Jump to Main Content
Carbon Balance Limits the Microdistribution of Grimmia laevigata, a Desiccation‐Tolerant Plant
- Alpert, Peter, Oechel, Walter C.
- Ecology 1985 v.66 no.3 pp. 660-669
- carbon, carbon dioxide, chaparral, drought, dry environmental conditions, drying, microhabitats, models, mosses and liverworts, temperature, water content, California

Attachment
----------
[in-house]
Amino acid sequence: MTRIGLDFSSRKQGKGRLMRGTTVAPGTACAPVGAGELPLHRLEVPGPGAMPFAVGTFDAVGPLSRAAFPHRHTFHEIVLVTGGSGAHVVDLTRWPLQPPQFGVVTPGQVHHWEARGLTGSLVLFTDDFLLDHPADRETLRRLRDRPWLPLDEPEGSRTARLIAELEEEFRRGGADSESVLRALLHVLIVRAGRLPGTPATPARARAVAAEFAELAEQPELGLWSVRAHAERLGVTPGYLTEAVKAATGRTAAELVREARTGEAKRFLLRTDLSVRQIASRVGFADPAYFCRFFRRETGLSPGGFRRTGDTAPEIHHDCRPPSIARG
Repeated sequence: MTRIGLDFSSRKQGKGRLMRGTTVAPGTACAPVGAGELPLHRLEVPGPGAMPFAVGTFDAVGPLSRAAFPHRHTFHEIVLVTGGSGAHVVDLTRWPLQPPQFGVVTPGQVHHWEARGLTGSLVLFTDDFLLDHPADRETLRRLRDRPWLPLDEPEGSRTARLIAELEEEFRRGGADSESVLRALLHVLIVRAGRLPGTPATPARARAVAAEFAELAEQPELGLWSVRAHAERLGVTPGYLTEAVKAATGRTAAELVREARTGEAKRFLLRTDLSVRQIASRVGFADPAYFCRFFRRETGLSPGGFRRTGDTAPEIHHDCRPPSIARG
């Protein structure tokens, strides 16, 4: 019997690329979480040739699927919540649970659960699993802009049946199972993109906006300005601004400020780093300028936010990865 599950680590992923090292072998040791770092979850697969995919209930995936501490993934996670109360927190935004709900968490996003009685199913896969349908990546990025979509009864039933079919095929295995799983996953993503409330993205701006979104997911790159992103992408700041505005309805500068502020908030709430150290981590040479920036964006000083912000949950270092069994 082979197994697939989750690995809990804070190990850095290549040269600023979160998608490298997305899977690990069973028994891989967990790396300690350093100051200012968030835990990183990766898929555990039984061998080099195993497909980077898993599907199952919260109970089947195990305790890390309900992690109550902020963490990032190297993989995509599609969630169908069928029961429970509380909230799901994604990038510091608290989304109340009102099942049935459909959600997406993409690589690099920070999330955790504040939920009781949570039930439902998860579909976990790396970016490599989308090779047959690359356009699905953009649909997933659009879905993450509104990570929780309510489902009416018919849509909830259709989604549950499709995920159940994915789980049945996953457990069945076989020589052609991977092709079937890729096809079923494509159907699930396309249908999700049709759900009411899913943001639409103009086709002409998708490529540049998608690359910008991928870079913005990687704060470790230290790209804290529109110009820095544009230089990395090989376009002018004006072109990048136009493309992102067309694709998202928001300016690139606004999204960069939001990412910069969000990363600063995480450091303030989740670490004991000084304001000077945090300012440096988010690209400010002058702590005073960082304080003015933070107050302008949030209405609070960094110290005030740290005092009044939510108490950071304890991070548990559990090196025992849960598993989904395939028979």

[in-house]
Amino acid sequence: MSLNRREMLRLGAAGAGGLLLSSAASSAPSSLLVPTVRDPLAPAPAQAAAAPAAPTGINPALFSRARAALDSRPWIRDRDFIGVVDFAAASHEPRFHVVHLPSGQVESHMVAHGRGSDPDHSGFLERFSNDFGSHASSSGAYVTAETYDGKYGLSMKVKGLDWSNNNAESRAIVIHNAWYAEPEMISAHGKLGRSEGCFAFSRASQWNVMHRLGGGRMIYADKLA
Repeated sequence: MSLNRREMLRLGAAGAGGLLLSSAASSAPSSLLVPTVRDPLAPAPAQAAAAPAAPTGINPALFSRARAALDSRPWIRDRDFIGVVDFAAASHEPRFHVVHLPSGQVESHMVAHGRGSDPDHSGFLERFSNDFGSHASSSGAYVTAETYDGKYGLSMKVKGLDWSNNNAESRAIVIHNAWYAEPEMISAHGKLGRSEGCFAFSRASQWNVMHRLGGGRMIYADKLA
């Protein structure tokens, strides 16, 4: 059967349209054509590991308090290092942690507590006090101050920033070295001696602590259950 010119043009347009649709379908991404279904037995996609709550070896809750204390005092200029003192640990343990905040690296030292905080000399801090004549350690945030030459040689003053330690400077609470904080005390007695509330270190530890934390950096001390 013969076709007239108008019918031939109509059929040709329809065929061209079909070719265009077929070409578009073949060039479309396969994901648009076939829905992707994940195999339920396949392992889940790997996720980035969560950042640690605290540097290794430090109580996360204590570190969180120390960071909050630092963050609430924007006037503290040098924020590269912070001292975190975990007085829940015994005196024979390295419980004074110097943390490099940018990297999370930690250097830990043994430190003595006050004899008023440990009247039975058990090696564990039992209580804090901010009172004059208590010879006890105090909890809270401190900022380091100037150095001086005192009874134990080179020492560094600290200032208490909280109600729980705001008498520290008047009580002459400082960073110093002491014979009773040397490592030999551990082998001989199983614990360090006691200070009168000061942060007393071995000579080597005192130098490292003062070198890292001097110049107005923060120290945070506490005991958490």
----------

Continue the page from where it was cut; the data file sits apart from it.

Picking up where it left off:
- Despite their ability to tolerate long and severe drought and extreme temperature, desiccation—tolerant plants are typically excluded from the most xeric microhabitats. It was hypothesized that this is due to an inability of the plants to maintain a positive cumulative carbon balance during repeated cycles of wetting and drying under highly xeric conditions. To test this hypothesis, the response of net CO₂ flux to light, temperature, plant water content, and previous desiccation were measured in the desiccation—tolerant moss Grimmia laevigata, the dominant green plant on exposed granitic boulders in the inland chaparral of San Diego County California. Patterns of net CO₂ flux and results from a simple model of carbon balance were consistent with the hypothesis.